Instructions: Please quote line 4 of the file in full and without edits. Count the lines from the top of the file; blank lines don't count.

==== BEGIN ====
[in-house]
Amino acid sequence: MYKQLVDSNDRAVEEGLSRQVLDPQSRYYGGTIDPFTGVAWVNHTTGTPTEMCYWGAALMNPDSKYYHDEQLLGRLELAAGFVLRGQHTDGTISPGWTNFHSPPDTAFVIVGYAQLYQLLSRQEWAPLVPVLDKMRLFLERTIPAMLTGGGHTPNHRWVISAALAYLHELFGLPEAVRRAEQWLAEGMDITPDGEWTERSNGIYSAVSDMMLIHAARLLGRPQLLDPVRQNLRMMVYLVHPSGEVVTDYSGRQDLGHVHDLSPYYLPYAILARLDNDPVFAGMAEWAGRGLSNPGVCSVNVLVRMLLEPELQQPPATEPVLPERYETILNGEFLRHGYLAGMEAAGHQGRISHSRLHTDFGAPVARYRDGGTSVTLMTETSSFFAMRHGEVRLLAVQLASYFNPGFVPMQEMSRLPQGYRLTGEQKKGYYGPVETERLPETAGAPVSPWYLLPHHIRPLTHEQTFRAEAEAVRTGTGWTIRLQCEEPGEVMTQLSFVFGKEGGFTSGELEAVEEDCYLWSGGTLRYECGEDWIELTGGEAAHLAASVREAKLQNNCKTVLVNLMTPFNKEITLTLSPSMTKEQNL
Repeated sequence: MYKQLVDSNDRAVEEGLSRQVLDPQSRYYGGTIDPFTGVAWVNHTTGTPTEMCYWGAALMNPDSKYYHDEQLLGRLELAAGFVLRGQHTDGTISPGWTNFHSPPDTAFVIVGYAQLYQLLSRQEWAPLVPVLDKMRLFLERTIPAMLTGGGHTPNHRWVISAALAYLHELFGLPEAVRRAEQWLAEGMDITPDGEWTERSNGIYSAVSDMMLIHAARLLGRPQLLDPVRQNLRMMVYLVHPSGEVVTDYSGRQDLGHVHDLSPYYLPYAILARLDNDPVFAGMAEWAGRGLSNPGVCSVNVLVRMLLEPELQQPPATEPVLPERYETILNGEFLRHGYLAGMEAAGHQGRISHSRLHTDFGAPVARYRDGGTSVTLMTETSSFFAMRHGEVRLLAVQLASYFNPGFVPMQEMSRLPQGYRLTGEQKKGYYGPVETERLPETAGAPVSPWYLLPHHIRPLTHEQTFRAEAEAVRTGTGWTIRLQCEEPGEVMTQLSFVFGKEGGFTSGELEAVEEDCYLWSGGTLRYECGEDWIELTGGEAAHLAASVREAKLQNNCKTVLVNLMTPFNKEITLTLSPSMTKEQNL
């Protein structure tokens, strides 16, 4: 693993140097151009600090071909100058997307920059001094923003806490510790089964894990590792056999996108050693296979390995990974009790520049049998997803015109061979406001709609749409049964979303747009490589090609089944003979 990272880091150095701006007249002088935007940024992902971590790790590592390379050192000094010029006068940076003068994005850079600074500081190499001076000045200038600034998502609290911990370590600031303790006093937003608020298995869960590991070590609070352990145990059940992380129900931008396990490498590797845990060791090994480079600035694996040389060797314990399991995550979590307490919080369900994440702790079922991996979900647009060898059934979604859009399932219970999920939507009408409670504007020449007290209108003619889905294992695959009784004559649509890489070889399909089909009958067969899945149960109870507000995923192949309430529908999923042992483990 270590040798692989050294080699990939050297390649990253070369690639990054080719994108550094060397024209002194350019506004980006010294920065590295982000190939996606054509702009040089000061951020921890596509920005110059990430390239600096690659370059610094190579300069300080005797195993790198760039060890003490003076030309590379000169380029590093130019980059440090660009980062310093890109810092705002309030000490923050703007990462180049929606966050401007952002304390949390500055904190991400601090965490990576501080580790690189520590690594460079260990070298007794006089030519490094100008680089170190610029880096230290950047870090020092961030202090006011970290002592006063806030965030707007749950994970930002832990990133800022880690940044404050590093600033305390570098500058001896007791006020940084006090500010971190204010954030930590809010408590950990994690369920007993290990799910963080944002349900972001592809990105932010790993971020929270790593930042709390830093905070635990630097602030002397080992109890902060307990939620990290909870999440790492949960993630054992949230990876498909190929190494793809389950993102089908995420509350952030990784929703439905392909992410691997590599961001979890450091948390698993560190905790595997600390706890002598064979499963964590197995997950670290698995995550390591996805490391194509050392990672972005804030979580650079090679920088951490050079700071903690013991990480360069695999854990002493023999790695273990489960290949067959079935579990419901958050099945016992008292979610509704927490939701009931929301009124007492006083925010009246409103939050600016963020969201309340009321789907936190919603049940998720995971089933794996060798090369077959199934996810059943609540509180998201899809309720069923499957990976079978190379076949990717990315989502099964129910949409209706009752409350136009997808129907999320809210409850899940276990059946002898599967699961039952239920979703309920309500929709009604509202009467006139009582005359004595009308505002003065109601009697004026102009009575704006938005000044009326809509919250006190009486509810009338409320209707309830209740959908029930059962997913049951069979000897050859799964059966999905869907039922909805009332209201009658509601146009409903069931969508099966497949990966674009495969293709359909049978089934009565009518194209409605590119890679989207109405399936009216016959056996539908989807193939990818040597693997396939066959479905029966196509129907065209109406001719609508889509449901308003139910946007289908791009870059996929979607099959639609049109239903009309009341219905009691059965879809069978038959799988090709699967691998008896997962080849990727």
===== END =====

């Protein structure tokens, strides 16, 4: 693993140097151009600090071909100058997307920059001094923003806490510790089964894990590792056999996108050693296979390995990974009790520049049998997803015109061979406001709609749409049964979303747009490589090609089944003979 990272880091150095701006007249002088935007940024992902971590790790590592390379050192000094010029006068940076003068994005850079600074500081190499001076000045200038600034998502609290911990370590600031303790006093937003608020298995869960590991070590609070352990145990059940992380129900931008396990490498590797845990060791090994480079600035694996040389060797314990399991995550979590307490919080369900994440702790079922991996979900647009060898059934979604859009399932219970999920939507009408409670504007020449007290209108003619889905294992695959009784004559649509890489070889399909089909009958067969899945149960109870507000995923192949309430529908999923042992483990 270590040798692989050294080699990939050297390649990253070369690639990054080719994108550094060397024209002194350019506004980006010294920065590295982000190939996606054509702009040089000061951020921890596509920005110059990430390239600096690659370059610094190579300069300080005797195993790198760039060890003490003076030309590379000169380029590093130019980059440090660009980062310093890109810092705002309030000490923050703007990462180049929606966050401007952002304390949390500055904190991400601090965490990576501080580790690189520590690594460079260990070298007794006089030519490094100008680089170190610029880096230290950047870090020092961030202090006011970290002592006063806030965030707007749950994970930002832990990133800022880690940044404050590093600033305390570098500058001896007791006020940084006090500010971190204010954030930590809010408590950990994690369920007993290990799910963080944002349900972001592809990105932010790993971020929270790593930042709390830093905070635990630097602030002397080992109890902060307990939620990290909870999440790492949960993630054992949230990876498909190929190494793809389950993102089908995420509350952030990784929703439905392909992410691997590599961001979890450091948390698993560190905790595997600390706890002598064979499963964590197995997950670290698995995550390591996805490391194509050392990672972005804030979580650079090679920088951490050079700071903690013991990480360069695999854990002493023999790695273990489960290949067959079935579990419901958050099945016992008292979610509704927490939701009931929301009124007492006083925010009246409103939050600016963020969201309340009321789907936190919603049940998720995971089933794996060798090369077959199934996810059943609540509180998201899809309720069923499957990976079978190379076949990717990315989502099964129910949409209706009752409350136009997808129907999320809210409850899940276990059946002898599967699961039952239920979703309920309500929709009604509202009467006139009582005359004595009308505002003065109601009697004026102009009575704006938005000044009326809509919250006190009486509810009338409320209707309830209740959908029930059962997913049951069979000897050859799964059966999905869907039922909805009332209201009658509601146009409903069931969508099966497949990966674009495969293709359909049978089934009565009518194209409605590119890679989207109405399936009216016959056996539908989807193939990818040597693997396939066959479905029966196509129907065209109406001719609508889509449901308003139910946007289908791009870059996929979607099959639609049109239903009309009341219905009691059965879809069978038959799988090709699967691998008896997962080849990727």